Financial advice for 20-somethings' future

By Carol Perry


It is the first month of the New Year so many people of all ages will make a resolution to become more financially fit. Time frames, objectives and risk tolerance can change a lot in a person's life, so I thought we would start the new year with a series of articles that will address financial issues for different stages throughout your adult life.


This first article will focus on your 20s, when you have gained the education and/or skills you need for the career that you have chosen. Now that you are earning money, you need to learn how to handle it.


Why is it important to start in your 20s? There is no better time to start putting your money to work so you can achieve your financial goals throughout your life.


I wish I had been looking at my long-term goals while I was young, instead of looking at things day-to-day. Developing good spending and saving habits and learning to budget and invest during your 20s can help prevent needless debt. You can also put away money for the things important to you, and take advantage of the power of compounding earnings to amass a fortune for your future.


In fact, compounding earnings is so powerful that those who start saving for retirement in their 20s can amass large nest eggs with relatively little effort, as long as they invest regularly.


I know it's hard to think about retirement when you are so young. I remember just thinking about how I was going to pay the rent back then, but I sure wish I knew then what I know now. For example, if I had invested $2,000 when I was 25, and did that every year for eight years and never invested another dollar, I would have more by the age of 65 than a 35-year-old who invests 2,000 a year for 32 years.


That is the power of time on your investment dollar. The sooner the better, no matter how much you put away. Use dollar-cost averaging, and put away money every month.


Identify your short-, medium- and long-term goals. The first step in financial planning is to know what you are saving for.


Your short-term goals are generally five years or less, like a wedding or buying a car. Your medium goals would be things like owning a home, or perhaps you want to pay off your student loans.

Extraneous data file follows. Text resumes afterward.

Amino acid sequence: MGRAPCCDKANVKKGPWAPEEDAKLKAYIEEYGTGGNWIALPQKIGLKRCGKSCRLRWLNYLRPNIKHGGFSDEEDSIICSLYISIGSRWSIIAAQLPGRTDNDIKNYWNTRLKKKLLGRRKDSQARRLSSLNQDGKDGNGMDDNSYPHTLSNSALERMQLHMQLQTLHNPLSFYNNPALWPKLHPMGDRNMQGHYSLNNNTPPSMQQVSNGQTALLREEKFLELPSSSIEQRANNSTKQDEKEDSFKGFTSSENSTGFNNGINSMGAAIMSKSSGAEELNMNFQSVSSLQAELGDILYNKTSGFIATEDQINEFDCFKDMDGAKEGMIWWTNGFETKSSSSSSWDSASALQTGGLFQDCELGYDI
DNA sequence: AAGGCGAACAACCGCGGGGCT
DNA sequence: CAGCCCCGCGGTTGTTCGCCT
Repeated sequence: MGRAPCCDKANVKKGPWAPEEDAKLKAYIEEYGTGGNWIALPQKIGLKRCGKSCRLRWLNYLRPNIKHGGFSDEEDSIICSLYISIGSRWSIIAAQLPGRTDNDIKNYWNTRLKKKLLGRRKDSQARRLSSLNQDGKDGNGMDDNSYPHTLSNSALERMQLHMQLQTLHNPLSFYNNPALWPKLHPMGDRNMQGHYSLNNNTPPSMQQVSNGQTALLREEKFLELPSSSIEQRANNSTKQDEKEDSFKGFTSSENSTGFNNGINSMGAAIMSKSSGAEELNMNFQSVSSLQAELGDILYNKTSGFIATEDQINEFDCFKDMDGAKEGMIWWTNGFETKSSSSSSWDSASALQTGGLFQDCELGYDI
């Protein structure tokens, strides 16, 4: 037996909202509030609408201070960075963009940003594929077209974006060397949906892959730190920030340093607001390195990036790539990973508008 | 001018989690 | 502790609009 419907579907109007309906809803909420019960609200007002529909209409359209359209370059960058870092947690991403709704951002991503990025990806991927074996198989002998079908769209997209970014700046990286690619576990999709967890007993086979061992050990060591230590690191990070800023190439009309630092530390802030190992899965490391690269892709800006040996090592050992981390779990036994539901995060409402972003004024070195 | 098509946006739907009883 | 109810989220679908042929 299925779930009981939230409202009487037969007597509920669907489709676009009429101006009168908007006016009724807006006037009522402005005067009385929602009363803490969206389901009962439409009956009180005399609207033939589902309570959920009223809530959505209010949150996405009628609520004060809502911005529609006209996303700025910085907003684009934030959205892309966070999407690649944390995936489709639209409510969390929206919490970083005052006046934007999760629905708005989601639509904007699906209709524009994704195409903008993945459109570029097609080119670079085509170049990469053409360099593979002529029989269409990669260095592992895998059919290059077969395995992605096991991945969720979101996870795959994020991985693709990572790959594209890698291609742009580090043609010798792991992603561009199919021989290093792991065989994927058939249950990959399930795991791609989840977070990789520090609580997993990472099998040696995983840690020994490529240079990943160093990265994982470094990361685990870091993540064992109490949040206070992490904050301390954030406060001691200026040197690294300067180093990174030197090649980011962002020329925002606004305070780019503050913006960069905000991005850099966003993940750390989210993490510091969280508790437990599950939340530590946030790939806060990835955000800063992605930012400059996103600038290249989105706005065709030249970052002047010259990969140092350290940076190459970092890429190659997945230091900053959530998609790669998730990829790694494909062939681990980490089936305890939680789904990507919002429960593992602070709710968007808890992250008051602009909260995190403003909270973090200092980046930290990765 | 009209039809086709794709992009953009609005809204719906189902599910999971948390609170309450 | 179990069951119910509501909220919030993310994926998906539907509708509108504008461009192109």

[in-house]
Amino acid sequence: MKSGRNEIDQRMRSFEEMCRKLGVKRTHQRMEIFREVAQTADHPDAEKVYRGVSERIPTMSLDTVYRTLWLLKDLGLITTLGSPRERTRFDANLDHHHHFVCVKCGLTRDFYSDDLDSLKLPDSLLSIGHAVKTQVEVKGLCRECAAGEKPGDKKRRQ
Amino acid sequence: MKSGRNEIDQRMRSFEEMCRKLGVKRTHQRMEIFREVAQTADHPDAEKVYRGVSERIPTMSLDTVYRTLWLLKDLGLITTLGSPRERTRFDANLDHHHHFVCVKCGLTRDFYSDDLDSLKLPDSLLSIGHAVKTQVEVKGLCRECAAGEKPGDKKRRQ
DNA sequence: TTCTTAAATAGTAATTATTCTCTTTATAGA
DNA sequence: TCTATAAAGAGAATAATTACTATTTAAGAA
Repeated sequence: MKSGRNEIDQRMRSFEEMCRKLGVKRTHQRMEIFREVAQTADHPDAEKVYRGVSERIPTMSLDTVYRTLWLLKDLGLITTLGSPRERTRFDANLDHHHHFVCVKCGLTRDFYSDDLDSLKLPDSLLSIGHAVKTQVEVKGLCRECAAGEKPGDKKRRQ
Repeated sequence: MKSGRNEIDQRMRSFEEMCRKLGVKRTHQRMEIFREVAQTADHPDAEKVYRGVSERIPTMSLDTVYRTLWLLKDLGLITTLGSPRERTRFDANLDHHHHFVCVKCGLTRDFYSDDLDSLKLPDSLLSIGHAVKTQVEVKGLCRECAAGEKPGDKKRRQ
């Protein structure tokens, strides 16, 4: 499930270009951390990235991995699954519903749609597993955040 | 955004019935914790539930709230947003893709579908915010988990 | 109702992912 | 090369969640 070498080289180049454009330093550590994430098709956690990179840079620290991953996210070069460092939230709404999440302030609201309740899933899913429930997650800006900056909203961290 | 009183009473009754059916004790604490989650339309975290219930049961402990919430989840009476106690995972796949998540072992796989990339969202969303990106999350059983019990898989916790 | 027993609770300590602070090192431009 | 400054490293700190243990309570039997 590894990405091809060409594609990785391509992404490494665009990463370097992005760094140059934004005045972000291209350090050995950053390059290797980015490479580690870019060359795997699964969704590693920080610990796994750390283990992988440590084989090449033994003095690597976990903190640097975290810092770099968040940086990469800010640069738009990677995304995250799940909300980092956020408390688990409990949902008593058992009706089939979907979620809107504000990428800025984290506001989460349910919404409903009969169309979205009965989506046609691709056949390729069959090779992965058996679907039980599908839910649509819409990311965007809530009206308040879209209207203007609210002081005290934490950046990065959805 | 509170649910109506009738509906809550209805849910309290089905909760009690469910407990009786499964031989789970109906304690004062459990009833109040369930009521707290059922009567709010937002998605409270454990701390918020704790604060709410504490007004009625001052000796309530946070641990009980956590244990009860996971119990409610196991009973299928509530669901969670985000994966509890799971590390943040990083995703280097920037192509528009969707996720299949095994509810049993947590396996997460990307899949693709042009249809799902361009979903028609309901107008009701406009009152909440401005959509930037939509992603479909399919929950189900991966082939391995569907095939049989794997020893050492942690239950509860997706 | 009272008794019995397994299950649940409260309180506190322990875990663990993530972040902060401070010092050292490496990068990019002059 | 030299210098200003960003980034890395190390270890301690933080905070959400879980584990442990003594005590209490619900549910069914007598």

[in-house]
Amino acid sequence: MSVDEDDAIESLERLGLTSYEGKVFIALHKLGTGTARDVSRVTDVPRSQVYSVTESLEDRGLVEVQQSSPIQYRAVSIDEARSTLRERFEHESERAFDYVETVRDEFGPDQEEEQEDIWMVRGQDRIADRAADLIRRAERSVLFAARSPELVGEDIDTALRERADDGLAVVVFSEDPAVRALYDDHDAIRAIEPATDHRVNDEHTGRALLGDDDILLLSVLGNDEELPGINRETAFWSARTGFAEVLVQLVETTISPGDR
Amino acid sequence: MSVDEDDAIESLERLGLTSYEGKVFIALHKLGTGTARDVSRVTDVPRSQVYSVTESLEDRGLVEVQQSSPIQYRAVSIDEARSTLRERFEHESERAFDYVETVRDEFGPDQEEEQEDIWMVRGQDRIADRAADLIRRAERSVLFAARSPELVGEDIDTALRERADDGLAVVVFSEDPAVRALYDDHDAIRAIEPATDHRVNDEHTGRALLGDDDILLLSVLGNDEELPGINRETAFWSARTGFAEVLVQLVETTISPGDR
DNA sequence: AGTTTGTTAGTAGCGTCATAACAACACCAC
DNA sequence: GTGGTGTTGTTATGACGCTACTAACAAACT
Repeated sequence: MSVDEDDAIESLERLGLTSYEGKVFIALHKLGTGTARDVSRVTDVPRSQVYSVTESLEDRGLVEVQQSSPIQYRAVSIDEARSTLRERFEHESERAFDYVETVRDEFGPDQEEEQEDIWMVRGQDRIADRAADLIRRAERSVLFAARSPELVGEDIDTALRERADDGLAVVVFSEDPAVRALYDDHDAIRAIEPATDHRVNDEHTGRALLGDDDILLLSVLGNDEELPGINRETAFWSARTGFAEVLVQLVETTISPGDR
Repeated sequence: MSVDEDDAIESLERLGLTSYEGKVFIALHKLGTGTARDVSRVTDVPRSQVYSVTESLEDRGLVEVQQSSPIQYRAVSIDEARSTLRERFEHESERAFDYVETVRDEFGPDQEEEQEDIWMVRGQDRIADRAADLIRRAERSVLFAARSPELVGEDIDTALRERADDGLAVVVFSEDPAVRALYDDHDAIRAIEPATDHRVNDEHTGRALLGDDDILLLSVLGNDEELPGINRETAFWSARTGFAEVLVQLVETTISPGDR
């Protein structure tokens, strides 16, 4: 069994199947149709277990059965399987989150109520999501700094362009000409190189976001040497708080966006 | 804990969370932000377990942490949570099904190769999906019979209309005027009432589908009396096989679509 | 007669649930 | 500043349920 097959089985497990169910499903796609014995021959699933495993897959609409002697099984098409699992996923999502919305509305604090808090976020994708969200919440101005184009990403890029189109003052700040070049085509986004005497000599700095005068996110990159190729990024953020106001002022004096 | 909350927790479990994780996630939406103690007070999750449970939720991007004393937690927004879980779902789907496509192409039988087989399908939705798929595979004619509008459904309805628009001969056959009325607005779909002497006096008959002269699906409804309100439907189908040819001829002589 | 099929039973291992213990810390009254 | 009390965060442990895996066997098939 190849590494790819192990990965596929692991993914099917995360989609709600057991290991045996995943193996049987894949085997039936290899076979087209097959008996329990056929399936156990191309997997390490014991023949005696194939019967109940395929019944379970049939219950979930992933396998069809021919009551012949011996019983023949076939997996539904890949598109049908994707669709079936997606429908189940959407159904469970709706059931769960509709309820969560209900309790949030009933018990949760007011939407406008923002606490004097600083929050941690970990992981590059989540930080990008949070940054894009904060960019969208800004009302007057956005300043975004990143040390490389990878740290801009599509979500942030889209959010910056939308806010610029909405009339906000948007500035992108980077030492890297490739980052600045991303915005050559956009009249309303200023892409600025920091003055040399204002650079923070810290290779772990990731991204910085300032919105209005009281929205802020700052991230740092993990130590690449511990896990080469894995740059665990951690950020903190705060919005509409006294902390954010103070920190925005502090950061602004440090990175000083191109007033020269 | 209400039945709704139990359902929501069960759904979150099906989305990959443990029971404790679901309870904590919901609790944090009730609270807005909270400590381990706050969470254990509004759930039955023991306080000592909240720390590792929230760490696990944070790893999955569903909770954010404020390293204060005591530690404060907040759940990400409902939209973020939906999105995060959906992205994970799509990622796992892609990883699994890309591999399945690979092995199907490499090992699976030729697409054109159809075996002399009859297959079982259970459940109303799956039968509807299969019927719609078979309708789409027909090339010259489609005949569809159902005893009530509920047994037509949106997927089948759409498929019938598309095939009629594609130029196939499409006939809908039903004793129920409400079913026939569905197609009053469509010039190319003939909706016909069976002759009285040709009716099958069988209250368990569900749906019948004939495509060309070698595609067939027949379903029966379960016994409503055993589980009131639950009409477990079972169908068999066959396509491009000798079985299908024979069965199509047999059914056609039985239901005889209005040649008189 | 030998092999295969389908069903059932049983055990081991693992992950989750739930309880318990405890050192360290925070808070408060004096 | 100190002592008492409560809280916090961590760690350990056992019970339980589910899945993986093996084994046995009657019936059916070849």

Finally, your long-term goals are things like retirement and travel. Estimate how much money you will need to meet each of your goals and then determine how much you need to save each month to reach that goal within your time frame.


Budget to meet your goals. When you have a set budget and know how much you bring home and how much you spend, it is more likely that you will be able to save.


This is where I see a lot of young people getting into trouble. They don't really know what they bring home versus what they spend each month. Credit cards compound the problem. Don't use credit cards unless paying them off each month is in your budget.


When you have set your goals and a budget, now you need to pick the appropriate product to invest in. It would be wise to put money in CDs or a money market for short-term goals, while medium- and long-term goals can be in the stock market.


Historically, the stock market has outperformed any other type of investment, but its volatility makes it less then ideal for short-term goals


For retirement, find out if your employer offers a 401(k) or other tax-deferred savings plans. If they do, take advantage of it. Your contributions will be made with pre-tax dollars, and taxes on earnings will be deferred until you withdraw them during retirement.


Many employers will match all of part of your contributions, which will result in bigger gains for you. If you are just entering the job market, look for employers who offer a retirement or pension plan as one of their benefits.


There is a wealth of information on the Internet as well as access to financial planners in our area. It has never been easier to be a smart investor, so invest wisely and invest early. When my clients ask how much money should they be saving for retirement, I tell them as much as they can. I have never met a person who complains that they have too much money in retirement.


To learn more about investing in your 20s, contact one of our advisers at 841-4277. Happy New Year to all!




• Carol Perry , of Carol Perry and Associates, has been a resident of Northern Nevada since 1983.

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